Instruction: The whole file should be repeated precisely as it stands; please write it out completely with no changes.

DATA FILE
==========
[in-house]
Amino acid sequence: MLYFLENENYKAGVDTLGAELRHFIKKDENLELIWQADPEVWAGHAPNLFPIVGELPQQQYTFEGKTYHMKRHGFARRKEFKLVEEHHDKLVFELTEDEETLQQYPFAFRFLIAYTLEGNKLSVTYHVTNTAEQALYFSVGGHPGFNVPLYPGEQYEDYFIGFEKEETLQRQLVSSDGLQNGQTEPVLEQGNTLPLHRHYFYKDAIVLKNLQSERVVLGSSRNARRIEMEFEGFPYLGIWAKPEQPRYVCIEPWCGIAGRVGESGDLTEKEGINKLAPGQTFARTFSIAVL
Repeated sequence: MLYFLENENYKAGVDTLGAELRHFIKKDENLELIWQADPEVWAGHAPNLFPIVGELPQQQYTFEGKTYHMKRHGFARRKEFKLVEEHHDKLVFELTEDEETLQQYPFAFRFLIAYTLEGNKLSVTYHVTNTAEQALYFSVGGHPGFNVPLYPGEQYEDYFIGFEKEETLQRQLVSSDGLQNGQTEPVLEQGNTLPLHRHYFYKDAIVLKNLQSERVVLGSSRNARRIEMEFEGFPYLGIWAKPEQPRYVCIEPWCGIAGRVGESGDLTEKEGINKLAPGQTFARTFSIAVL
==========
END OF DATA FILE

[in-house]
Amino acid sequence: MLYFLENENYKAGVDTLGAELRHFIKKDENLELIWQADPEVWAGHAPNLFPIVGELPQQQYTFEGKTYHMKRHGFARRKEFKLVEEHHDKLVFELTEDEETLQQYPFAFRFLIAYTLEGNKLSVTYHVTNTAEQALYFSVGGHPGFNVPLYPGEQYEDYFIGFEKEETLQRQLVSSDGLQNGQTEPVLEQGNTLPLHRHYFYKDAIVLKNLQSERVVLGSSRNARRIEMEFEGFPYLGIWAKPEQPRYVCIEPWCGIAGRVGESGDLTEKEGINKLAPGQTFARTFSIAVL
Repeated sequence: MLYFLENENYKAGVDTLGAELRHFIKKDENLELIWQADPEVWAGHAPNLFPIVGELPQQQYTFEGKTYHMKRHGFARRKEFKLVEEHHDKLVFELTEDEETLQQYPFAFRFLIAYTLEGNKLSVTYHVTNTAEQALYFSVGGHPGFNVPLYPGEQYEDYFIGFEKEETLQRQLVSSDGLQNGQTEPVLEQGNTLPLHRHYFYKDAIVLKNLQSERVVLGSSRNARRIEMEFEGFPYLGIWAKPEQPRYVCIEPWCGIAGRVGESGDLTEKEGINKLAPGQTFARTFSIAVL